Sunday, April 05, 2009

Europe and the Suburbs

Most of us would probably think that Western Europe is not really a place where the suburbs have done much growing over the past several years, but we would be wrong, as this article from New Geography notes.

An excerpt.

“Despite the assertions of some planners and urban boosters, urban core population loss has been the rule since mid-century throughout the metropolitan areas of Western Europe (see note below). For example, the ville de Paris lost a quarter of its population from 1954 to 1999, Copenhagen shrank 39 percent from 1950 to 1991, inner London (This includes the 13 inner boroughs and the “city” of London, which are roughly the former London County Council area) declined by a third from 1951 to 1991 while Milan‘s population declined by a quarter from 1971 to 2001.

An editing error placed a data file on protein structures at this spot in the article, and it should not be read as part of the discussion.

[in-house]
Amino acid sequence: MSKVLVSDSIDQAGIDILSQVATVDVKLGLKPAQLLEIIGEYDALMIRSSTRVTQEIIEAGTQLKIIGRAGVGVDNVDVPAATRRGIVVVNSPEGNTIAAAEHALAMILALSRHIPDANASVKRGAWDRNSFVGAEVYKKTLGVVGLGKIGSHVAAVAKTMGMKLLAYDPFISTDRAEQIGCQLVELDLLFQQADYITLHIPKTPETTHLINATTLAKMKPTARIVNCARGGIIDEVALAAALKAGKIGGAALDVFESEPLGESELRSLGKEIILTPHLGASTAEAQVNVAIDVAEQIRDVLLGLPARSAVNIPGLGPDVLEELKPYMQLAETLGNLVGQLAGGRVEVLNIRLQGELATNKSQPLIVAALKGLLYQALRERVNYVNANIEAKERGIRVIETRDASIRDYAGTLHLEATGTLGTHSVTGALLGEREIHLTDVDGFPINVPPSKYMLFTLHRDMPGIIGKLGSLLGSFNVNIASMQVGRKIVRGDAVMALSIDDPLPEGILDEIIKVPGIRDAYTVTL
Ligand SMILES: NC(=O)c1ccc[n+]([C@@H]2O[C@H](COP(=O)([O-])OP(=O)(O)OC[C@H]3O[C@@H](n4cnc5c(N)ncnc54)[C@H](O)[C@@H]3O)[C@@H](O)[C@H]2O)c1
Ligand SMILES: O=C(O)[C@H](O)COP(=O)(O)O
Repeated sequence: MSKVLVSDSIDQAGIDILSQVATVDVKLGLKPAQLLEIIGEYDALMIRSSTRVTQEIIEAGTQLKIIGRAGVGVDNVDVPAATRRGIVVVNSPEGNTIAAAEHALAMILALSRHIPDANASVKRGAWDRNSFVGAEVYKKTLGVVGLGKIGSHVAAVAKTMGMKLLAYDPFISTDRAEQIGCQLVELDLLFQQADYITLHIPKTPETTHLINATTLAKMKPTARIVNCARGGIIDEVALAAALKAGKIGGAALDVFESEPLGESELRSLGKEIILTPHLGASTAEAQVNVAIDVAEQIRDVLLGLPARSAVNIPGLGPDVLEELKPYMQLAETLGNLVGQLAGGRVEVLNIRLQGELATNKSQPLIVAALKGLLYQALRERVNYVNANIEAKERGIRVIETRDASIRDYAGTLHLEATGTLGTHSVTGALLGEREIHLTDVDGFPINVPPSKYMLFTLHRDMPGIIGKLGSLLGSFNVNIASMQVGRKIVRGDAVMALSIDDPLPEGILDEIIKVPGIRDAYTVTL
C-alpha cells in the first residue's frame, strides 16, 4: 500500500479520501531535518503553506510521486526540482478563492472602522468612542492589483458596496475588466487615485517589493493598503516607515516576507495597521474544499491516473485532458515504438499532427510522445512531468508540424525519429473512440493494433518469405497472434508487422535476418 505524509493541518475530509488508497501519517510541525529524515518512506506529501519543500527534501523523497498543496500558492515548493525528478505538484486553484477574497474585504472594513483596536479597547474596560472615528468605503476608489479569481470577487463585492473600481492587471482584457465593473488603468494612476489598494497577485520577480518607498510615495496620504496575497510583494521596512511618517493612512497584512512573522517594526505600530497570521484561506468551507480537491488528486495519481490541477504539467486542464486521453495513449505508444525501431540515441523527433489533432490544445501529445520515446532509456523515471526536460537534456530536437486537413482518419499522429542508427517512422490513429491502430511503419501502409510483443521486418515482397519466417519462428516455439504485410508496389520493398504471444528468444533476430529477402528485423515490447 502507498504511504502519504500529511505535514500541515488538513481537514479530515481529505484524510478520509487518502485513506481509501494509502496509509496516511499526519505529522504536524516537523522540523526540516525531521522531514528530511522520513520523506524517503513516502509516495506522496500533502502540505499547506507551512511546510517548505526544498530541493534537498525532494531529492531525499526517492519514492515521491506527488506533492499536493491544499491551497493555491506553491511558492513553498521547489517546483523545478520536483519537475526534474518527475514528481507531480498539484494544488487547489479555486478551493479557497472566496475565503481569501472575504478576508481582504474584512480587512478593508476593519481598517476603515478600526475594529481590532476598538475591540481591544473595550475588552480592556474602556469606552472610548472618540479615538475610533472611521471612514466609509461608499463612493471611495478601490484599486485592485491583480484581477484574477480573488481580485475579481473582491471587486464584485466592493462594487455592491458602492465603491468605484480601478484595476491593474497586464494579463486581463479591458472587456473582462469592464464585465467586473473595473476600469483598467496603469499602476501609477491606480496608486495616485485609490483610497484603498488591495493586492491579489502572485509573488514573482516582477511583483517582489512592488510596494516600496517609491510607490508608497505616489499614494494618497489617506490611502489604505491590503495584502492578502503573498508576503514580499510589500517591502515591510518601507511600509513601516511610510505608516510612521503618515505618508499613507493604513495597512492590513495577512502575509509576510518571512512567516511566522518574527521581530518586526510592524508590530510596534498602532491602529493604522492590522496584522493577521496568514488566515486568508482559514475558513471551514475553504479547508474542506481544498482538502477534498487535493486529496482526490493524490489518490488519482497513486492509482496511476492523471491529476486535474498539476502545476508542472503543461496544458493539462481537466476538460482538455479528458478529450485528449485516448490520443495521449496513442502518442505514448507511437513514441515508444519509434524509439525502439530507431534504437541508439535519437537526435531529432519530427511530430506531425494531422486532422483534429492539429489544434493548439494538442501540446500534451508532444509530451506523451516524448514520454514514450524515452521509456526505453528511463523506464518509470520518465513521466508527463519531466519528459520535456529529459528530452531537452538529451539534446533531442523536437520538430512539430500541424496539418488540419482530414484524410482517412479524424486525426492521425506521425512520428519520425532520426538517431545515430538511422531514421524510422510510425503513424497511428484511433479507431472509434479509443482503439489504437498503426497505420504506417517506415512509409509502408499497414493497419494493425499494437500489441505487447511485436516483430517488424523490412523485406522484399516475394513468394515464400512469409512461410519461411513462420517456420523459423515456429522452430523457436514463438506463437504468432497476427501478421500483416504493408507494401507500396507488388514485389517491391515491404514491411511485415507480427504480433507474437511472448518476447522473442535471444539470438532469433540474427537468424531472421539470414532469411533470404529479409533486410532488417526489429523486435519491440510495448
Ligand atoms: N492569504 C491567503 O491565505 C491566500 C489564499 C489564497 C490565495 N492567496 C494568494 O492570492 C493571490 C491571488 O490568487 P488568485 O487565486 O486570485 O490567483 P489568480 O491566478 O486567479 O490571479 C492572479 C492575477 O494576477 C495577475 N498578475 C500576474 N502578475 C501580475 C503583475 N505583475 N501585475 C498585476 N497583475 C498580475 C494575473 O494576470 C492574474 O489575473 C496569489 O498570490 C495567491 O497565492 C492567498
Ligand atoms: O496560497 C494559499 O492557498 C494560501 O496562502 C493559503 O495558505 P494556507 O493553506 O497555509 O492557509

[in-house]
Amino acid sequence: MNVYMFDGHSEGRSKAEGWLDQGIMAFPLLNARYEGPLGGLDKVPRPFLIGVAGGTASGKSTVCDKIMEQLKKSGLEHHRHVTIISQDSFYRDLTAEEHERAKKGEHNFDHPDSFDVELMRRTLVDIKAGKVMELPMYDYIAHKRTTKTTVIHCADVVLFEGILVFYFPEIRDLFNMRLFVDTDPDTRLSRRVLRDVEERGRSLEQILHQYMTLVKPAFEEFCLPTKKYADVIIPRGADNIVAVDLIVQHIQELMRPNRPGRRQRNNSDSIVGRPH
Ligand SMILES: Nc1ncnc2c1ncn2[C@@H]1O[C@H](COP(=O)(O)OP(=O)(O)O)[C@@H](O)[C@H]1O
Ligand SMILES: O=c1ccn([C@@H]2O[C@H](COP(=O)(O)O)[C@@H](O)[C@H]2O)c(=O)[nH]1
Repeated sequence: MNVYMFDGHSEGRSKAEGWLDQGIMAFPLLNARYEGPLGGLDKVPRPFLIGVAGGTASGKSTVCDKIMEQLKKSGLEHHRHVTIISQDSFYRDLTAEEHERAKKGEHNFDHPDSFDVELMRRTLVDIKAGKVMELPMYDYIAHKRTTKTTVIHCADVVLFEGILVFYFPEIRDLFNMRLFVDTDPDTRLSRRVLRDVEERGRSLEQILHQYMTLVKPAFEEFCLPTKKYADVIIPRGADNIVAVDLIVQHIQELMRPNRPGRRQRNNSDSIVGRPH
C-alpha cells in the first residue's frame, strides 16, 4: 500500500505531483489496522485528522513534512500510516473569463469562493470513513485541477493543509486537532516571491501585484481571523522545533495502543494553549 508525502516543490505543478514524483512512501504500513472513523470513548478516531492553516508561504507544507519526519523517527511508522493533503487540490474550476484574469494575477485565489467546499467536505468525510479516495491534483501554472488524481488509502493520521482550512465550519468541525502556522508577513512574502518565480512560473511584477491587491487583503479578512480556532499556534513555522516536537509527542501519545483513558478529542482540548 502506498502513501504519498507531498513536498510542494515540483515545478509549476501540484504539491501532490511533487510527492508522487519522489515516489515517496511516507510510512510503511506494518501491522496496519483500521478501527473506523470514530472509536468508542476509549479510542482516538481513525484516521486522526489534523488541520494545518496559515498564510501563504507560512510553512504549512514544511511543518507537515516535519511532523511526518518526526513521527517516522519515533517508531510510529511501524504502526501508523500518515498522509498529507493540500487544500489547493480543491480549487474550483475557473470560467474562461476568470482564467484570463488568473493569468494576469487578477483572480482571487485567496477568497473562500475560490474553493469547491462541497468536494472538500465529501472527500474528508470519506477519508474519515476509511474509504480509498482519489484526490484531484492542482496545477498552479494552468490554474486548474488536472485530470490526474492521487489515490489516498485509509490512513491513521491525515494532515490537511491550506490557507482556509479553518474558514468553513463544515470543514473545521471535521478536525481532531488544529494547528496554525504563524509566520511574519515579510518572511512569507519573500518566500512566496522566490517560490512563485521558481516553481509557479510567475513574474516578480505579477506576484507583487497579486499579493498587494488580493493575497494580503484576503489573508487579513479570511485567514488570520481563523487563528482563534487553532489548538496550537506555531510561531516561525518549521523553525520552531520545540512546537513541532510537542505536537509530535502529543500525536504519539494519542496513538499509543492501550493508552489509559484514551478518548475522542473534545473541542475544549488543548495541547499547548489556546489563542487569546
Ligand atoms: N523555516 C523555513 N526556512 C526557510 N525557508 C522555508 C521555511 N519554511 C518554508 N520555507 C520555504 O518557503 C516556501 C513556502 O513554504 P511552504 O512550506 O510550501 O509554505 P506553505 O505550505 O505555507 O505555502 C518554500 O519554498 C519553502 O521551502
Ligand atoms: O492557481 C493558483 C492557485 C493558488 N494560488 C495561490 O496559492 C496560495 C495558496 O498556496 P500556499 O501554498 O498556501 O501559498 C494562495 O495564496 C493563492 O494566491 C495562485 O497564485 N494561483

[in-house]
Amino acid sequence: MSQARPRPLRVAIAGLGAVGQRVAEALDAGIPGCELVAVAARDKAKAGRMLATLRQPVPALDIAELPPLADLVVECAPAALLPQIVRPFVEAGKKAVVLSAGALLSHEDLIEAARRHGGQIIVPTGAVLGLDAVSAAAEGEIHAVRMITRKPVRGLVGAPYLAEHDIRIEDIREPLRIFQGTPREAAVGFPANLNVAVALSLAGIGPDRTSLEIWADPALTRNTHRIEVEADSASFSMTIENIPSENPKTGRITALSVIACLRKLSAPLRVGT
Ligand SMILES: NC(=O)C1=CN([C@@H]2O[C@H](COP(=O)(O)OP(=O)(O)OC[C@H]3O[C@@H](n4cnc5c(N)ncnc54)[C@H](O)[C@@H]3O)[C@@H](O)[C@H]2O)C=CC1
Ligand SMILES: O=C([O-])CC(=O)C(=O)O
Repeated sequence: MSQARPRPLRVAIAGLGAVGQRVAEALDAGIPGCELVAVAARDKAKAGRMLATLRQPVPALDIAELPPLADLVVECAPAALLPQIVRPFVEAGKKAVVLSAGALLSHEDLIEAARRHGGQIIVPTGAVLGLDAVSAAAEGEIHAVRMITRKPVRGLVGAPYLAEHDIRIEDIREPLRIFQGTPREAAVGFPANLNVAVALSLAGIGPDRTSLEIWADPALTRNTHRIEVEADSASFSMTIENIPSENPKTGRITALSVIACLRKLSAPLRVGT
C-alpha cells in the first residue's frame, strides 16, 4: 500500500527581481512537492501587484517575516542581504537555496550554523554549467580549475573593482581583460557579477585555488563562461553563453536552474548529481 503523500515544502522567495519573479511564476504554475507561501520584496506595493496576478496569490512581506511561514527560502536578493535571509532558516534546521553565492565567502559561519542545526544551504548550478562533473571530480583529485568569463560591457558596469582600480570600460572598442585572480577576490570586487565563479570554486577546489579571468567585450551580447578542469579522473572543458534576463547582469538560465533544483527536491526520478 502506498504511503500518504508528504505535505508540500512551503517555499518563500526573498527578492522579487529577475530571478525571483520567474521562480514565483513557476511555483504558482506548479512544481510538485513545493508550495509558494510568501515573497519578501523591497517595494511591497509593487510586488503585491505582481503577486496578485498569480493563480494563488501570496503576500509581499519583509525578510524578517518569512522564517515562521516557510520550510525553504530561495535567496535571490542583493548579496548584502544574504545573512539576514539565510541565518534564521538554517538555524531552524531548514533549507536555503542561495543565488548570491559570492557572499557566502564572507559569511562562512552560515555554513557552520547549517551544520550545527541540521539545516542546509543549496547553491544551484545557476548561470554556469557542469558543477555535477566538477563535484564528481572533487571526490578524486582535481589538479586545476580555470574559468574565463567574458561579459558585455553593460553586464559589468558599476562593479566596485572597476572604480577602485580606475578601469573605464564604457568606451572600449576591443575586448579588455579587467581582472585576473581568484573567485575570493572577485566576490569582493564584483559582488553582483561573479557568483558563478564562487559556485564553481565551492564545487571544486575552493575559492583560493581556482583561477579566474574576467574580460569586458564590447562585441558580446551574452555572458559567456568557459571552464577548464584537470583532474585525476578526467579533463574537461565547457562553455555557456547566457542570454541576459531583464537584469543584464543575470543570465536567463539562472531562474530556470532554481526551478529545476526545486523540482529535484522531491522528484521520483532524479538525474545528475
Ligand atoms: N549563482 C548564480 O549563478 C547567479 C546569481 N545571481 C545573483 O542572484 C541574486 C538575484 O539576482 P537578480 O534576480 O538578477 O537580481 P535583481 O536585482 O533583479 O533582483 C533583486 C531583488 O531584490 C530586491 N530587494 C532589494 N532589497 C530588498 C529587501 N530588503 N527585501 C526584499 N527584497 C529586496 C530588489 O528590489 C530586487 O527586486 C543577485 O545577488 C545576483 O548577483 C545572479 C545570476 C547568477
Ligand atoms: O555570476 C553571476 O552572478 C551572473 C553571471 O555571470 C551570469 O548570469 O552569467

“At the same time, widely ignored by many American observers, Western Europe has been suburbanizing strongly. Since 1965, virtually all major metropolitan area growth has been in the suburbs. Indeed the share of the metropolitan area population gains in the suburbs has been greater in Western Europe than in the United States.”